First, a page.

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Mothership – Engaging, Sci-Fi Spaceship Exploding Fun

My name is Peter Sanderson, I live in Melbourne, Australia and my day job is working at a bank. Working at a bank is as inspiring as stubbing your toe on the corner of a desk. Thankfully, my creative life is more interesting. I’m proficient in many mediums but master of none. That list would include: graphic design, illustration, 3D modeling, print layout, animation, voice acting and even puppet making. Board game design is now another heading I can add to resume and it’s been my biggest project to date.

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What makes a board game special to me is the interactions I have with those playing. The joy, the pain, the yelling, the diplomacy. Ahh diplomacy! There’s nothing I enjoy more than entering into a fragile cease-fire with another player knowing full well I will need to turn on them in the future…it’s even more exciting when they know that too.

This is the kind of engagement I wanted with my first foray into game design: Mothership – Tabletop Combat. But early in development, Mothership wasn’t fun and it certainly didn’t engage the player.

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One of my favorite card games is Monopoly Deal. When I saw it in the shops I thought it was just another cash grab on an already over saturated brand. When I played it I found a simple, easy to pick up card game that makes me yell at the people I love. It’s great. I love it so much that it has influenced the design of Mothership.

A game that causes you to yell at loved ones is a good sign that it’s engaging.

I noticed something cool when playing Monopoly deal: for a game that just involves pulling cards randomly from the top of a deck, you want to keep playing. Why is that? I did my best to deconstruct what elements make it fun, and here’s what I came up with.

Colours

You’re constantly faced with good cards and lousy cards. That’s the nature of the game. When you get a good card though, hooooo boy does it feel good.




I’m no graphic design expert and certainly not a psychologist. My experience as a game designer is identifying what I enjoy in games I’ve played and making it happen in my game. Such as; when you pick up a purple card. What is a purple card? A purple card is a high value card. You know when you see the colour purple that it’s going to be good even before you read it. I’m sure there’s a brain thing going on here (I apologise for the medical terminology) where you associate a certain colour with a great outcome.

Here are some of the Monopoly deal cards. That third one, ‘Deal Breaker’ is one of those ‘hooooo boy’ cards. Wouldn’t you like that for your game? I did. I wanted players to have ‘hooooo boy’ moments.

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Below you’ll see the action cards from Mothership. They are split up into three values: low (orange), medium (red) and high (purple). You’ll notice numbers in the corners just like in the Monopoly cards, which is another idea I borrowed.

No Card Goes to Waste

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All the cards have values assigned to them. As you play Mothership, you start to formulate your strategy. You might get a card that doesn’t fit into your strategy. So, instead of it being a waste, you can ‘cash in’ that card, so to speak. Nothing lost. Even the crummy low value cards are still useful to you because you can use them as money.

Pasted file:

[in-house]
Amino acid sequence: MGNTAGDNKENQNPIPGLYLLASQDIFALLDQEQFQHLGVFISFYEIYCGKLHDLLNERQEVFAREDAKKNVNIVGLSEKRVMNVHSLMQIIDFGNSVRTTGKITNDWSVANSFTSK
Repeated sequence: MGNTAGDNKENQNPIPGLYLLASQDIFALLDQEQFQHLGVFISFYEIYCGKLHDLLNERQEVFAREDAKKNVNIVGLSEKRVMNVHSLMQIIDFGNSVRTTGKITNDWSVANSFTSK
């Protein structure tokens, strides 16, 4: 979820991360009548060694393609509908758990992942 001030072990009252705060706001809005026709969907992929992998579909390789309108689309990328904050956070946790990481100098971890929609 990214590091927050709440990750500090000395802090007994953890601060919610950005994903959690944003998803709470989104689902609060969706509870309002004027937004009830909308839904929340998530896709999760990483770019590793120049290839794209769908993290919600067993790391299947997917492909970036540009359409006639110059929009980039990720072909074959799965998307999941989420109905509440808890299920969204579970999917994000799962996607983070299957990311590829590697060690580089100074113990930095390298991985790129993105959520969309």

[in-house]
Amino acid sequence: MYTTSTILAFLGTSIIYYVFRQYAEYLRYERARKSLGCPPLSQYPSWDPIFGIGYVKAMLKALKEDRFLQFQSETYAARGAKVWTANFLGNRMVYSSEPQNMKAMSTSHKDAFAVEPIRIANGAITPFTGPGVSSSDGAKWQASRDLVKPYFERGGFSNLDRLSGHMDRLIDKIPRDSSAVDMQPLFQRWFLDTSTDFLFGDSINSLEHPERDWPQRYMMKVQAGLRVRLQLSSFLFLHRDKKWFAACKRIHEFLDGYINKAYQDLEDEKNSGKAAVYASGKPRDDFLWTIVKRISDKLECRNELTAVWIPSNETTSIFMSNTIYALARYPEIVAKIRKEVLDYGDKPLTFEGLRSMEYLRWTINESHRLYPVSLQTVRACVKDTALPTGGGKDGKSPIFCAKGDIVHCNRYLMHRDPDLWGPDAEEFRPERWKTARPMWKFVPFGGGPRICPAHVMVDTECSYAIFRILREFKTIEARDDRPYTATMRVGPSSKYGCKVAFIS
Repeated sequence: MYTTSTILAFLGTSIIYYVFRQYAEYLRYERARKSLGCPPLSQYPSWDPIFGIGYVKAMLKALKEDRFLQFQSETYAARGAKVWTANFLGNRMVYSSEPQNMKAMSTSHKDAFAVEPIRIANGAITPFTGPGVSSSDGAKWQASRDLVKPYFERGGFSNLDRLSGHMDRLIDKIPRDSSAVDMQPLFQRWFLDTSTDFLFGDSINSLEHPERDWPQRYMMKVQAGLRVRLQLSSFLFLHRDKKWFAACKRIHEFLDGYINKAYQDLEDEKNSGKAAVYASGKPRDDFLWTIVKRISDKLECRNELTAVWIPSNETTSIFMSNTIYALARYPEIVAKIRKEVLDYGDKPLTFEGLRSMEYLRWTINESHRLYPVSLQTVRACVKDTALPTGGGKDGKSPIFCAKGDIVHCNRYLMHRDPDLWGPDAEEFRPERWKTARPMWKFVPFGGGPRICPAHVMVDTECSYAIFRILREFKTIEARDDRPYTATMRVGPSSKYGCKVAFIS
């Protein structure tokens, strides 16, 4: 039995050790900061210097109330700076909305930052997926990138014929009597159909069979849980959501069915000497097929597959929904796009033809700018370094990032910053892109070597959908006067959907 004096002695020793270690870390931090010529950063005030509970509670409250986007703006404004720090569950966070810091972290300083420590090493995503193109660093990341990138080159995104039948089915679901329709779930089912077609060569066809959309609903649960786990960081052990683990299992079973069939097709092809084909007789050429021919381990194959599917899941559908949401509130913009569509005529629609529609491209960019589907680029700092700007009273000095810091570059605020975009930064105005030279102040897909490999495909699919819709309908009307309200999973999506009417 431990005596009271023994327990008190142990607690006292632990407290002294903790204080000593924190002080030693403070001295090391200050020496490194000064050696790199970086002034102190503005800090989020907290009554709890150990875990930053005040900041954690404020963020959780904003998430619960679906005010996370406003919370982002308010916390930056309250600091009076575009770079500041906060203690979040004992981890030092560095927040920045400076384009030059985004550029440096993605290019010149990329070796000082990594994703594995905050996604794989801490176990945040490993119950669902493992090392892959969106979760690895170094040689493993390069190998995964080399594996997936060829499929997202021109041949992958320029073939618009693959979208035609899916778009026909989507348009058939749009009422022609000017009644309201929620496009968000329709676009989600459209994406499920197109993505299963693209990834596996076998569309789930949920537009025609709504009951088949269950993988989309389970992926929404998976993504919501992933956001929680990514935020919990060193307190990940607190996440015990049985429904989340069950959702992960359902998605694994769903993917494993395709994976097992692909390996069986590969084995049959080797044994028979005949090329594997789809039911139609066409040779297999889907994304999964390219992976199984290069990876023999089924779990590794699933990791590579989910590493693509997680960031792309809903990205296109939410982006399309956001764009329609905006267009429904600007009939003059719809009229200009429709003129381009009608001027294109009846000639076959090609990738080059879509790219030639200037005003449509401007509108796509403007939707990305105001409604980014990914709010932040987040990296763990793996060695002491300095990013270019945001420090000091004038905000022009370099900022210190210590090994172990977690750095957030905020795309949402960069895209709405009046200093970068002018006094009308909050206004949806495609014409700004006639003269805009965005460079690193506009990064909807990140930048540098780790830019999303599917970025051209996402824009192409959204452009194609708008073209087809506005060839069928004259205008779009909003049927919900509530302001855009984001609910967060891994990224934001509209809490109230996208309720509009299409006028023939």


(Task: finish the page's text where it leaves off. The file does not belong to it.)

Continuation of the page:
I’m sure Monopoly Deal wasn’t the first to use this mechanic, but it made me realise what makes games like this and Settlers of Catan engaging to play…

The Feeling of Progression

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Mothership was initially designed with no resource system. Without it, my game felt stale. The next play-test I had after introducing a resource system was very different. Players were eager to get to their next turn. Why? They loved getting money! Receiving something every turn felt good. Their engagement sky-rocketed! I thought “this must be why Candy Crush does so well.”

Most play-testers initially didn’t know why they were getting money, or what to do with it. But they loved it, and it made them want to keep playing.

That constant, steady trickle of money triggers all kinds of reward centers in the brain. After balancing the players income, money became a very important part of Mothership and now managing your economy is an integral part of the game.

The Final Product

Making a game that complete strangers are eager to play is a joy that is hard to describe. Even better is when people send me emails excitedly regaling their Mothership stories, how they clawed their way back from utter defeat, how their sibling refused to go to bed until they were victorious. The interactions between people, what I love about games, is now something I contribute to.

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There are many more stories to tell from 5 years of developing Mothership. Game design is such an incredible journey to go on when you put your heart into it.

I hope you’ve enjoyed reading a little part of my story. If you’re interested in picking up a copy, there is a Kickstarter campaign live at the moment for a re-print and expansion pack of Mothership.

Photo credits: Peter Sanderson. Used with permission.



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